After experiencing a superb Brewmaster’s Dinner at Toronto’s Saint Tavern, we sat down with resident Chef Jesse Vallins to speak about beer and many other things…
Good Food Revolution: So we just enjoyed a fantastic Brewmaster’s Dinner at The Saint Tavern… When did you end up at The Saint and what brought you there?
Jesse Vallins: I’m glad you enjoyed the dinner so much, thank you. I’ve been at The Saint since April 2013. I had been on parental leave from work for almost a year and was looking to get back into the industry. A friend of mine introduced me to Rob Gentile, one of the owners of The Saint, they were looking for a chef and it was a great opportunity.
GFR: And that beer dinner with Amsterdam was the first in a series right? Please tell me a little more about those…
JV: The first of many, hopefully. For this first one, I got together with the Amsterdam brewmaster, Iain McOustra, and we had a chat about what we wanted to do from both the food and the beer sides. We were very much on the same page and over a few weeks, fine tuned our ideas into a menu. We were both very happy with how the whole thing turned out.
At The Saint, we’re looking to get one together every few months with a different brewery and do similar events. I’d like to start doing themes, like beer and sausages, beer and seafood, beer and game…..the sky’s the limit. I think this is an exciting time for beer in Ontario. I mean, when I first was getting into beer, about 15 years ago, a lot of Ontario beer was a study in mediocrity.
There were some great breweries who were doing good things, like Black Oak, Denison’s, and The Granite. For the most part, though, most people weren’t educated about beer, and because of that, most of the breweries that were around were only as good as they had to be. Now there are over 100 breweries in the province and people are really getting into it, again, it’s an exciting time for us for beer. There’s a great scene going on and we want to embrace it.
GFR: Now I had no idea that you were a certified Beer Cicerone… I mean, I knew that you enjoyed your beer, but that is some next level stuff. How did that come about?
JV: Well, I’ve always been a bit of a drinks geek, for sure, but beer is my main playground. The Cicerone Certification Organization is an independent body who tests people’s beer knowledge covering everything from beer history and brewing to food and beer, draft systems and liquor laws. There is no class to take to prepare, it’s basically all self study. I had been reading, studying, and tasting beer for years and wanted to do something constructive with a hobby. It ended up being one of the most intense tests I’ve ever taken, but very rewarding to pass.
GFR: And how do you enjoy incorporating beer into your dishes? Those dishes you served the other night were most impressive, especially the beef shoulder and smoked sausage…
JV: There was actually no beer in the beef and sausage dish, or most of the menu for that matter. The only dish from that dinner which incorporated beer was the carrot and IPA soup, where we used a small amount of beer to knock some of the sweetness out of the carrots, and used the citrus and piney flavour in the hops as a kind of seasoning.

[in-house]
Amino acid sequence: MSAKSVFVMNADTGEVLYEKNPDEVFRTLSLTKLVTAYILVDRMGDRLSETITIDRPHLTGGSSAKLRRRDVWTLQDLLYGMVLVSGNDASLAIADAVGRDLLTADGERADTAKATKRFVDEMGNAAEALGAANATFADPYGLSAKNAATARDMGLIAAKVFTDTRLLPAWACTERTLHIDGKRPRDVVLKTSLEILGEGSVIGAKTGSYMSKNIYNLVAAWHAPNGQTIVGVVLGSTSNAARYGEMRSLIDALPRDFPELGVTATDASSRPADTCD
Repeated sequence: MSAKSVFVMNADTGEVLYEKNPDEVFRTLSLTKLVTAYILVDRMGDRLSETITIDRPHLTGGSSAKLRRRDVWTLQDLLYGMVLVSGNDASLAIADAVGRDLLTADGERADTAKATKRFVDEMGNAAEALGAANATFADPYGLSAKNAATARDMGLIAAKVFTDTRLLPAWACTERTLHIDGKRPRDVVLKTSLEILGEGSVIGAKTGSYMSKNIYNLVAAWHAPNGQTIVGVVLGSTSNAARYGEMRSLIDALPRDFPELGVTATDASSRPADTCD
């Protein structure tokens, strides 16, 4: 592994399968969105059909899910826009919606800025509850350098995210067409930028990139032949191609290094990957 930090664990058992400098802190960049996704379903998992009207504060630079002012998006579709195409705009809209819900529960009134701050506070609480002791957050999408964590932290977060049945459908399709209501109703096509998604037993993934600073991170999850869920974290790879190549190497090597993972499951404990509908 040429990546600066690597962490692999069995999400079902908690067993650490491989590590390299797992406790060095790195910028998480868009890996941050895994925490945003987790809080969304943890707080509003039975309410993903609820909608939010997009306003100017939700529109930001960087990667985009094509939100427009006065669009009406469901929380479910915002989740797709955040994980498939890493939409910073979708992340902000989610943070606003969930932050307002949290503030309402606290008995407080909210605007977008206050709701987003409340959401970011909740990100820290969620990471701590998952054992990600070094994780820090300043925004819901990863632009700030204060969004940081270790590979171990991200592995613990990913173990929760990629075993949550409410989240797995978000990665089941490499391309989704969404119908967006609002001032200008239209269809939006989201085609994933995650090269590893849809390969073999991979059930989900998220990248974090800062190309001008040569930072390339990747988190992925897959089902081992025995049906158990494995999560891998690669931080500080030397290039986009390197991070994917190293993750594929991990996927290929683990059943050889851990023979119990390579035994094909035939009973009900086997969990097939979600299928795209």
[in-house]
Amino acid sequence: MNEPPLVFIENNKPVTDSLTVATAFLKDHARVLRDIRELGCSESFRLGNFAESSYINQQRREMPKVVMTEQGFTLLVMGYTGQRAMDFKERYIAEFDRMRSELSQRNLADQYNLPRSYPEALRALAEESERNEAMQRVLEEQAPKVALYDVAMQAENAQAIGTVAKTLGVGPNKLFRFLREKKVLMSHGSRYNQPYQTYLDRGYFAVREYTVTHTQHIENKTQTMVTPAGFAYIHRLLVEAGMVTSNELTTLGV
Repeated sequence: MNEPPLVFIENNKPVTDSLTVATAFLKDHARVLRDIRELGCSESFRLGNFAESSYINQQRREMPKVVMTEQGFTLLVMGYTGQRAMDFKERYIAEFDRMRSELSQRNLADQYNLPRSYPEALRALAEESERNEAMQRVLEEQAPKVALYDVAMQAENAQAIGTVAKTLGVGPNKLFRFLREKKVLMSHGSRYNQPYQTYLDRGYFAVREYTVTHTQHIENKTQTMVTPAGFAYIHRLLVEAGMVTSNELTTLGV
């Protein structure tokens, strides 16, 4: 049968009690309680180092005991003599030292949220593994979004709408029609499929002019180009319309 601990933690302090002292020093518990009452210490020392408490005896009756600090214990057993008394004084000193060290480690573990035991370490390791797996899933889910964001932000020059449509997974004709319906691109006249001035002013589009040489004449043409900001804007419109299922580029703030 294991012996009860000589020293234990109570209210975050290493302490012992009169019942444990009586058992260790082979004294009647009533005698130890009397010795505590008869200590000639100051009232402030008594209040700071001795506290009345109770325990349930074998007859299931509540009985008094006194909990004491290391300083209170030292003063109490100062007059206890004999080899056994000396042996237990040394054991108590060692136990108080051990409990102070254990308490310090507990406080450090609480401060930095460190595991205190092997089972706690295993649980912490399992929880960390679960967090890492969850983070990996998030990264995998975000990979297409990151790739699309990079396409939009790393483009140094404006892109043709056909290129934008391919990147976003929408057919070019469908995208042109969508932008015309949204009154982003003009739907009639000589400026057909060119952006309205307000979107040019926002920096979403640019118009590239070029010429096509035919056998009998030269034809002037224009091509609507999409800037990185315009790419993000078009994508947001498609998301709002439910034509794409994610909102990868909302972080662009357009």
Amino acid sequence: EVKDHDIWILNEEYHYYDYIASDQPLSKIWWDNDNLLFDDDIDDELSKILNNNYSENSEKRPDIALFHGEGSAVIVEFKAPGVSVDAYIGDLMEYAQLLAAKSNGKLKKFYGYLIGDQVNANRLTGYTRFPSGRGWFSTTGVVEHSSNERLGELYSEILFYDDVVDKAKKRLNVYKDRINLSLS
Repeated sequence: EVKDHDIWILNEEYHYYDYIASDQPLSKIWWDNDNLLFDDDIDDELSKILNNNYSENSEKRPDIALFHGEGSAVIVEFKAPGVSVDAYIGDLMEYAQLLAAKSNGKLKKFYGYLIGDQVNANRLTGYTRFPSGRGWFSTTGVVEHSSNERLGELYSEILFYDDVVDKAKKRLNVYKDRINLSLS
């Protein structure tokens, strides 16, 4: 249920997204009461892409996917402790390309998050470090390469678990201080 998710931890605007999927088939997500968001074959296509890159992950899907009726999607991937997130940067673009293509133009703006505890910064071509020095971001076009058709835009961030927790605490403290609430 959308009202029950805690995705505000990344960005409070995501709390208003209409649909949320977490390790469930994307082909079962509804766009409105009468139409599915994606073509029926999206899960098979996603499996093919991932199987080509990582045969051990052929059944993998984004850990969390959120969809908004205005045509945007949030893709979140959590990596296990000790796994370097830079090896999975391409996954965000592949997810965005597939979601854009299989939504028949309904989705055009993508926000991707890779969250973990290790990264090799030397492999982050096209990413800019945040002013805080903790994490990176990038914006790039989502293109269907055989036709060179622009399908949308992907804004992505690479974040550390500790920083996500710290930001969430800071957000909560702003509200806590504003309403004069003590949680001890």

It may sound a bit strange coming from someone who likes beer as much as I do, but I don’t really like cooking with beer. The way I see it, the only time you should ever be cooking with beer, is when beer is your first liquid of choice for the specific dish. If you’re only adding beer to say you did, or as a gimmick, in my opinion, you’re doing a disservice to the food and the beer. I’m much more into the pairing aspect of beer and food. Especially with cheese.
GFR: How have you changed the menu around since you arrived at The Saint? How would you describe it to the uninitiated?
JV: Since coming on board I’ve changed the menu a few times. I’ve kept things in the same spirit of the restaurant, but tried to make dishes that are more my style, and that are unique to The Saint as best I can. I always find it difficult to describe my our style of food. We’re a tavern, so I suppose you could just call it “tavern food”, but there really isn’t a set definition of what tavern food is.
I’d say have a look at the menu on the website. I will say that as a tavern, we need to be welcoming to everyone, and that extends to what we offer on the menu, so even at our most creative everything is familiar and comforting. Oh, and we make great sausages, which are a specialty of mine. And we have the best burger in the city.
GFR: I’d love to hear your thoughts on the current Ossington strip’s dining scene? Have we reached saturation point as of yet?
JV: I think there’s a great scene and I love the variety. I don’t get out in the area that often, but I love Bellwoods and Get Well for a drink and I think The Grove is one of the best restaurants in the city. So long as there are guests to fill the restaurants the saturation point is a matter of personal opinion. I’m fine with it.
GFR: Are there any current menu trends that you feel are at the end of their tethers?
JV: I’m not really sure. I try not to pay attention to trends and just focus on what I like.
GFR: And what would you like to see more of on Toronto menus?
JV: Bacon, I guess. That and I’d really like to see at least one restaurant in Toronto offer proper cheese service from a trolley. It’s my favourite way to end a meal, and to my knowledge, no one in the city does it. I’d love to be wrong about that, though.
GFR: Where can folks go to find out more about the upcoming Brewmasters’ Dinners?
JV: Follow us on twitter. @thesainttavern
GFR: Thanks for your time Jesse.
Edinburgh-born/Toronto-based Sommelier, consultant, writer, judge, and educator Jamie Drummond is the Director of Programs/Editor of Good Food Revolution… And he’ll certainly be attending a few more of these beer dinners.